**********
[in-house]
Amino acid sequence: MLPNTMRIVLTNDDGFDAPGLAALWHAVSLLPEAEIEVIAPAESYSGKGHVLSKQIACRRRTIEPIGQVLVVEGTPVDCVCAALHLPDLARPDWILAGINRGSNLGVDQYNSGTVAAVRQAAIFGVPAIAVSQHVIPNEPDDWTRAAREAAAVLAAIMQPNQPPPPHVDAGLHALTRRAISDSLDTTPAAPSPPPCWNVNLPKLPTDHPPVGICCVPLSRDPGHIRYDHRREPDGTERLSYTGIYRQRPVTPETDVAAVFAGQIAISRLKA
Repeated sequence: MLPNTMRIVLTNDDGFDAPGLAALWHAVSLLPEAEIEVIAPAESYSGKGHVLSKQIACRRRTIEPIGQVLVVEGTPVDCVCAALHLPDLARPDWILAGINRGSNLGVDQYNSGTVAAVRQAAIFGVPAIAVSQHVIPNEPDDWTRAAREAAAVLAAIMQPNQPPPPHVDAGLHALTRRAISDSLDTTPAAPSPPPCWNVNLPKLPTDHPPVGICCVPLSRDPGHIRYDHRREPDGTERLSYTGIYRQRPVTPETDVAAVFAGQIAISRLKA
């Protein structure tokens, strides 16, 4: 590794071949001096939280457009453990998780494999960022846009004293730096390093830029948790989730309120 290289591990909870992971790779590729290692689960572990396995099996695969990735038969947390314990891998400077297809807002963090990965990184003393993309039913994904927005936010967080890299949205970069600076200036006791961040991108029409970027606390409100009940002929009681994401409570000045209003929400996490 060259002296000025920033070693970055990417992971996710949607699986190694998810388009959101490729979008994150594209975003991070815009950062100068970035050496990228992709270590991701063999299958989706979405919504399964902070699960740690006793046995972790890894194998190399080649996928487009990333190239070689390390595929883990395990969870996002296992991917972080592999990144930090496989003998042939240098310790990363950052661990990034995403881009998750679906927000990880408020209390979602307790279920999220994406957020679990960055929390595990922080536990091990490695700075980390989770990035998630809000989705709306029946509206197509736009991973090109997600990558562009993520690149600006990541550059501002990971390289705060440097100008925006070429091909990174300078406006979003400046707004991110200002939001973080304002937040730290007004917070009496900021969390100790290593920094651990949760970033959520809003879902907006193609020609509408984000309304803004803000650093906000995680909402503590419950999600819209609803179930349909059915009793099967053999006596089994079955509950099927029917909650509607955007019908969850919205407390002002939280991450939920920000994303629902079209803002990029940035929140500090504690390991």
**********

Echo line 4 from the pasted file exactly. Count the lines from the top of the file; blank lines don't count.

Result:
């Protein structure tokens, strides 16, 4: 590794071949001096939280457009453990998780494999960022846009004293730096390093830029948790989730309120 290289591990909870992971790779590729290692689960572990396995099996695969990735038969947390314990891998400077297809807002963090990965990184003393993309039913994904927005936010967080890299949205970069600076200036006791961040991108029409970027606390409100009940002929009681994401409570000045209003929400996490 060259002296000025920033070693970055990417992971996710949607699986190694998810388009959101490729979008994150594209975003991070815009950062100068970035050496990228992709270590991701063999299958989706979405919504399964902070699960740690006793046995972790890894194998190399080649996928487009990333190239070689390390595929883990395990969870996002296992991917972080592999990144930090496989003998042939240098310790990363950052661990990034995403881009998750679906927000990880408020209390979602307790279920999220994406957020679990960055929390595990922080536990091990490695700075980390989770990035998630809000989705709306029946509206197509736009991973090109997600990558562009993520690149600006990541550059501002990971390289705060440097100008925006070429091909990174300078406006979003400046707004991110200002939001973080304002937040730290007004917070009496900021969390100790290593920094651990949760970033959520809003879902907006193609020609509408984000309304803004803000650093906000995680909402503590419950999600819209609803179930349909059915009793099967053999006596089994079955509950099927029917909650509607955007019908969850919205407390002002939280991450939920920000994303629902079209803002990029940035929140500090504690390991």